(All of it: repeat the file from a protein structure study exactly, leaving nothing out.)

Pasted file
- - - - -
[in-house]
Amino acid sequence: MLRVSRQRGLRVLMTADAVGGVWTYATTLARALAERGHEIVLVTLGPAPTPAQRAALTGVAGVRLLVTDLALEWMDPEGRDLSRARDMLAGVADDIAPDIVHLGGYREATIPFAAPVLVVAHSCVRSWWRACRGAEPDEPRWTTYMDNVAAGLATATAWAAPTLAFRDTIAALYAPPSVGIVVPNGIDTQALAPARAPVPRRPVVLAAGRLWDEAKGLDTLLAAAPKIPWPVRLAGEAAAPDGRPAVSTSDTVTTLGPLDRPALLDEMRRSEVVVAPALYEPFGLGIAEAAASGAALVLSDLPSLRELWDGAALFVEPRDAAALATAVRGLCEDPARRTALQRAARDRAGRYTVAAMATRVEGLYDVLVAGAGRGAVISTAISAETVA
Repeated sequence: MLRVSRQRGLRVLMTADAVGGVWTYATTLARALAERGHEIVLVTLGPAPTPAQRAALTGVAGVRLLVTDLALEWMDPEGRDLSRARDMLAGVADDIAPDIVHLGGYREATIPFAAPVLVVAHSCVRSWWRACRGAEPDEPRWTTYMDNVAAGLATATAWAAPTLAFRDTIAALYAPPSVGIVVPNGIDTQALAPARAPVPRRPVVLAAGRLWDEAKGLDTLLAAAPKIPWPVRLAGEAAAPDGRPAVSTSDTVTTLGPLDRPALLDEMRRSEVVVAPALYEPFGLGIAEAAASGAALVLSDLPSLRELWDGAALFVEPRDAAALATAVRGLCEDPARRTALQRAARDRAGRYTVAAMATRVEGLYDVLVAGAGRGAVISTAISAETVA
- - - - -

[in-house]
Amino acid sequence: MLRVSRQRGLRVLMTADAVGGVWTYATTLARALAERGHEIVLVTLGPAPTPAQRAALTGVAGVRLLVTDLALEWMDPEGRDLSRARDMLAGVADDIAPDIVHLGGYREATIPFAAPVLVVAHSCVRSWWRACRGAEPDEPRWTTYMDNVAAGLATATAWAAPTLAFRDTIAALYAPPSVGIVVPNGIDTQALAPARAPVPRRPVVLAAGRLWDEAKGLDTLLAAAPKIPWPVRLAGEAAAPDGRPAVSTSDTVTTLGPLDRPALLDEMRRSEVVVAPALYEPFGLGIAEAAASGAALVLSDLPSLRELWDGAALFVEPRDAAALATAVRGLCEDPARRTALQRAARDRAGRYTVAAMATRVEGLYDVLVAGAGRGAVISTAISAETVA
Repeated sequence: MLRVSRQRGLRVLMTADAVGGVWTYATTLARALAERGHEIVLVTLGPAPTPAQRAALTGVAGVRLLVTDLALEWMDPEGRDLSRARDMLAGVADDIAPDIVHLGGYREATIPFAAPVLVVAHSCVRSWWRACRGAEPDEPRWTTYMDNVAAGLATATAWAAPTLAFRDTIAALYAPPSVGIVVPNGIDTQALAPARAPVPRRPVVLAAGRLWDEAKGLDTLLAAAPKIPWPVRLAGEAAAPDGRPAVSTSDTVTTLGPLDRPALLDEMRRSEVVVAPALYEPFGLGIAEAAASGAALVLSDLPSLRELWDGAALFVEPRDAAALATAVRGLCEDPARRTALQRAARDRAGRYTVAAMATRVEGLYDVLVAGAGRGAVISTAISAETVA